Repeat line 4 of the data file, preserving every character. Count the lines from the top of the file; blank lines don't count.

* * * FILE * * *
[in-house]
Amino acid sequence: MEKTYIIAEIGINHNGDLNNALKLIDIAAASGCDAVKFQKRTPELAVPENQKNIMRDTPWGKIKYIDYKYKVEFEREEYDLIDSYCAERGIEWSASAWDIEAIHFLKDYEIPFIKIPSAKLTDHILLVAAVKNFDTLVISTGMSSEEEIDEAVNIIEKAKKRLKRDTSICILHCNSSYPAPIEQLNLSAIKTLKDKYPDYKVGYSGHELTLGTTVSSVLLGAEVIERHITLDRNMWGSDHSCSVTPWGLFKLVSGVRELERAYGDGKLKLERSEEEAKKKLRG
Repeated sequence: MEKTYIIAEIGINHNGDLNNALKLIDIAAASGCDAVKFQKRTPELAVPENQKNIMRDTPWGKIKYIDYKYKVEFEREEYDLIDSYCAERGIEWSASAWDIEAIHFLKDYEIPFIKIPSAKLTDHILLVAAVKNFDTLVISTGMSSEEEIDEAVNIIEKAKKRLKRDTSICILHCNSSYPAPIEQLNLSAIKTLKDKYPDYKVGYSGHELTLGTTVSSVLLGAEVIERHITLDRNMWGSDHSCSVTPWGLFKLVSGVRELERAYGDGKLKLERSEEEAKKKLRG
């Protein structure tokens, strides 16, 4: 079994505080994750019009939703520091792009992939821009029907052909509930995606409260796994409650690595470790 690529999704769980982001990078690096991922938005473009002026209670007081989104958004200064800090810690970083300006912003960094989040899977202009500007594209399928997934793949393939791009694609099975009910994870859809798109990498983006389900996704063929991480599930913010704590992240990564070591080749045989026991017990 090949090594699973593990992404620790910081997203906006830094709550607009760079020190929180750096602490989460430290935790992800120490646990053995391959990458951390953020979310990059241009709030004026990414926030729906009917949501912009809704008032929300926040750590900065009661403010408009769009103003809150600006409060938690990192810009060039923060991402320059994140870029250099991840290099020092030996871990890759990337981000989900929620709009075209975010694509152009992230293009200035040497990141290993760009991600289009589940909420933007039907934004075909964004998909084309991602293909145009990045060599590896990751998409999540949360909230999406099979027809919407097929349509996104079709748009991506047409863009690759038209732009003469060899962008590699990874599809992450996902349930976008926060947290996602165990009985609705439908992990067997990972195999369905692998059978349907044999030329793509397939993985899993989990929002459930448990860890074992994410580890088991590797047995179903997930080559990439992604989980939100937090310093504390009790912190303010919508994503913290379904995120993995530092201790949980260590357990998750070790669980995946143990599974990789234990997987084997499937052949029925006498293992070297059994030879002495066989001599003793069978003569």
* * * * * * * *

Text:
């Protein structure tokens, strides 16, 4: 079994505080994750019009939703520091792009992939821009029907052909509930995606409260796994409650690595470790 690529999704769980982001990078690096991922938005473009002026209670007081989104958004200064800090810690970083300006912003960094989040899977202009500007594209399928997934793949393939791009694609099975009910994870859809798109990498983006389900996704063929991480599930913010704590992240990564070591080749045989026991017990 090949090594699973593990992404620790910081997203906006830094709550607009760079020190929180750096602490989460430290935790992800120490646990053995391959990458951390953020979310990059241009709030004026990414926030729906009917949501912009809704008032929300926040750590900065009661403010408009769009103003809150600006409060938690990192810009060039923060991402320059994140870029250099991840290099020092030996871990890759990337981000989900929620709009075209975010694509152009992230293009200035040497990141290993760009991600289009589940909420933007039907934004075909964004998909084309991602293909145009990045060599590896990751998409999540949360909230999406099979027809919407097929349509996104079709748009991506047409863009690759038209732009003469060899962008590699990874599809992450996902349930976008926060947290996602165990009985609705439908992990067997990972195999369905692998059978349907044999030329793509397939993985899993989990929002459930448990860890074992994410580890088991590797047995179903997930080559990439992604989980939100937090310093504390009790912190303010919508994503913290379904995120993995530092201790949980260590357990998750070790669980995946143990599974990789234990997987084997499937052949029925006498293992070297059994030879002495066989001599003793069978003569």